Friday, July 3, 2009

5 Ways the New Housing Law Benefits Home Owners

The Helping Families Save Their Homes Act (S. 896) was recently passed by Congress and signed into law by President Obama last week. “There are five primary sections of the new law that will benefit home owners and consumers,” said Gibran Nicholas, Chairman of the CMPS Institute, an organization that certifies mortgage bankers and brokers.

Benefit #1 – Loan Modifications and Short Sales Should Get Easier
“Most mortgage loan modification plans announced by the government to date have been voluntary, meaning that mortgage companies do not have any legal obligation to participate,” Nicholas said. The new law changes that by requiring servicers to modify loans and approve short sales for consumers as long as three requirements are met:

  • Default on the mortgage needs to be reasonably foreseeable
  • The home owner must occupy the property as their primary residence
  • The mortgage company needs to be able to recover more from the loan modification or short sale than they would by sending the home into foreclosure

“These three requirements were also present in legislation that was signed into law in 2008,” Nicholas said. “However, this new law is more effective because it specifically states that servicers must consider any of the plans that have been endorsed by the U.S. Treasury Secretary – including the Obama administration’s Making Home Affordable plan – when making their decisions. This means that home owners should find it easier to qualify for a loan modification or short sale because their mortgage servicers are finally obligated by law to consider some of these new plans that have been completely voluntary up until this point. It may take several weeks for servicers to start implementing the new law, but the bottom line here is that help is finally on the way.”

Benefit #2 – New and Improved FHA Hope for Homeowners Program
“It has been reported that only one family has qualified for the FHA Hope for Homeowners program since it was launched last year,” Nicholas said. The new version of the program should generate a lot more participation from lenders due to four major updates:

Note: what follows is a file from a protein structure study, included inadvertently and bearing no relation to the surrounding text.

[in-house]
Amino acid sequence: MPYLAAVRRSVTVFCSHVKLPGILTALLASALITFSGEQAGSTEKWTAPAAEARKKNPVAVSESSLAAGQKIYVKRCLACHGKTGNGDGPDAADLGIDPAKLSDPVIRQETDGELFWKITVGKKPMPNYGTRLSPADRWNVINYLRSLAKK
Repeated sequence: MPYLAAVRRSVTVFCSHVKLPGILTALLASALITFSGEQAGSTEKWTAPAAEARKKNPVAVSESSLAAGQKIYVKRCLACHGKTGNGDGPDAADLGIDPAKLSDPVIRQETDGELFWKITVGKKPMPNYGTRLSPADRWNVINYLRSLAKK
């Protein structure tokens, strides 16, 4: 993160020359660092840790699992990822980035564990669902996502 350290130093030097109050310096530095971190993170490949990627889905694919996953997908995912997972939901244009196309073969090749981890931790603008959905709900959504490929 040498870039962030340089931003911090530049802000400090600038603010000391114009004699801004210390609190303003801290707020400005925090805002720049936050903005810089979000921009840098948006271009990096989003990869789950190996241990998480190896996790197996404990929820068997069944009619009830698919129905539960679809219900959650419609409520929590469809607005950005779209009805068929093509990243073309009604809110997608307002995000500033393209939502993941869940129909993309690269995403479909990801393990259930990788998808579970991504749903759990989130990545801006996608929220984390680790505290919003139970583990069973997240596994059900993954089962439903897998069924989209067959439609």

• The current mortgage lien holder is allowed to share in any appreciation in home value that occurs over time. Previously, first lien holders were excluded from equity sharing and they had little incentive to participate in the program.
  • The FHA premiums are reduced to “not more than” 3 percent up front and 1.5 percent annually. This means that the current lender may only need to reduce the principal to 90 percent of the current home value instead of the 87 percent that was required under the old plan.
  • This program can now be used in conjunction with the Obama administration’s Making Home Affordable program that pays servicers a fee to reduce the mortgage balance.
    Borrowers are no longer required to document their income through tax returns. The Department of Housing and Urban Development (HUD) will issue income documentation guidelines that may make it easier for some borrowers to qualify using alternative sources of income documentation.

Benefit #3 – $250,000 FDIC Insurance Limit Extended to December 31, 2013
“The $250,000 limit was set to expire at the end of 2009 and revert back to $100,000,” Nicholas said. “The new law prevents another large scale panic by extending the higher $250,000 limit for another four years. Also, the FDIC is now allowed to borrow up to $100 billion from the U.S. Treasury in case of emergencies. This is significant because insured deposits have tripled since the FDIC’s old borrowing limit of $30 billion was set during the 1990s. The FDIC is funded by the banking system and has never been funded by the U.S. government. They only borrowed once from the Treasury during the 1990s and paid back all the money in full with interest. As a temporary measure, the FDIC is allowed to borrow up to $500 billion from the U.S .Treasury throughout the end of 2009 as long as this is approved by a two-thirds majority vote of the FDIC Board of Directors and the Fed Board of Governors in consultation with the President and the US Treasury Secretary.”

Benefit #4 – Borrowers Must be Notified When Ownership of Their Mortgage Changes
“This is significant because previously, borrowers were only notified when their servicer changed,” Nicholas said. “The current mortgage crisis has proven that the owners of the mortgage – not the servicers that collect the monthly payments - are the real decision makers when it comes to approving loan modifications and short sales.”

Benefit #5 – Tenants are Better Protected in the Event of Their Landlord’s Foreclosure
“Many renters have been forced to leave their homes because of their landlord going through foreclosure,” Nicholas said. The new law provides two minimum guidelines that protect tenants:

  • Tenants are now allowed to occupy the property until the end of their lease term (even after the landlord goes through foreclosure) as long as the new buyer does not intend to occupy the new home as their own primary residence.
  • If the new buyer intends to occupy the home as their own primary residence, the tenant must be given a 90 day notice before being forced to leave.

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